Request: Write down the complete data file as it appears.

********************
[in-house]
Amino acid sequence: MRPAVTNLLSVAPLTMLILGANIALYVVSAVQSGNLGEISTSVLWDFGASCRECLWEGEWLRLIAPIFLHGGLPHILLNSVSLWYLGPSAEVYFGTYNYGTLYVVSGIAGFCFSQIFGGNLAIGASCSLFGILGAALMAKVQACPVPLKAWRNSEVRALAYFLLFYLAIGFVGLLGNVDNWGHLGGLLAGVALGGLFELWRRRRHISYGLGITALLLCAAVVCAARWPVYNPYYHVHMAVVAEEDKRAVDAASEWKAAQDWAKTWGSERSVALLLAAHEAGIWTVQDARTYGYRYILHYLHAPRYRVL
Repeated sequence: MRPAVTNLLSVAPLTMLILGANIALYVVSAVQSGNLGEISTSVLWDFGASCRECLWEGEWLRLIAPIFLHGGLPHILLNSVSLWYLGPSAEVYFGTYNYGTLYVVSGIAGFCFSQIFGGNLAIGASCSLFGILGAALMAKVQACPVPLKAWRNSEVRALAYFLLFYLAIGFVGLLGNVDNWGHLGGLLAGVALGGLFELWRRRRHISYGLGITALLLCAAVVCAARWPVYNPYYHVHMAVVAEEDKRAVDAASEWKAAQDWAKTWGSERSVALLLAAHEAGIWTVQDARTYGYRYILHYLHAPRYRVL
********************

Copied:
[in-house]
Amino acid sequence: MRPAVTNLLSVAPLTMLILGANIALYVVSAVQSGNLGEISTSVLWDFGASCRECLWEGEWLRLIAPIFLHGGLPHILLNSVSLWYLGPSAEVYFGTYNYGTLYVVSGIAGFCFSQIFGGNLAIGASCSLFGILGAALMAKVQACPVPLKAWRNSEVRALAYFLLFYLAIGFVGLLGNVDNWGHLGGLLAGVALGGLFELWRRRRHISYGLGITALLLCAAVVCAARWPVYNPYYHVHMAVVAEEDKRAVDAASEWKAAQDWAKTWGSERSVALLLAAHEAGIWTVQDARTYGYRYILHYLHAPRYRVL
Repeated sequence: MRPAVTNLLSVAPLTMLILGANIALYVVSAVQSGNLGEISTSVLWDFGASCRECLWEGEWLRLIAPIFLHGGLPHILLNSVSLWYLGPSAEVYFGTYNYGTLYVVSGIAGFCFSQIFGGNLAIGASCSLFGILGAALMAKVQACPVPLKAWRNSEVRALAYFLLFYLAIGFVGLLGNVDNWGHLGGLLAGVALGGLFELWRRRRHISYGLGITALLLCAAVVCAARWPVYNPYYHVHMAVVAEEDKRAVDAASEWKAAQDWAKTWGSERSVALLLAAHEAGIWTVQDARTYGYRYILHYLHAPRYRVL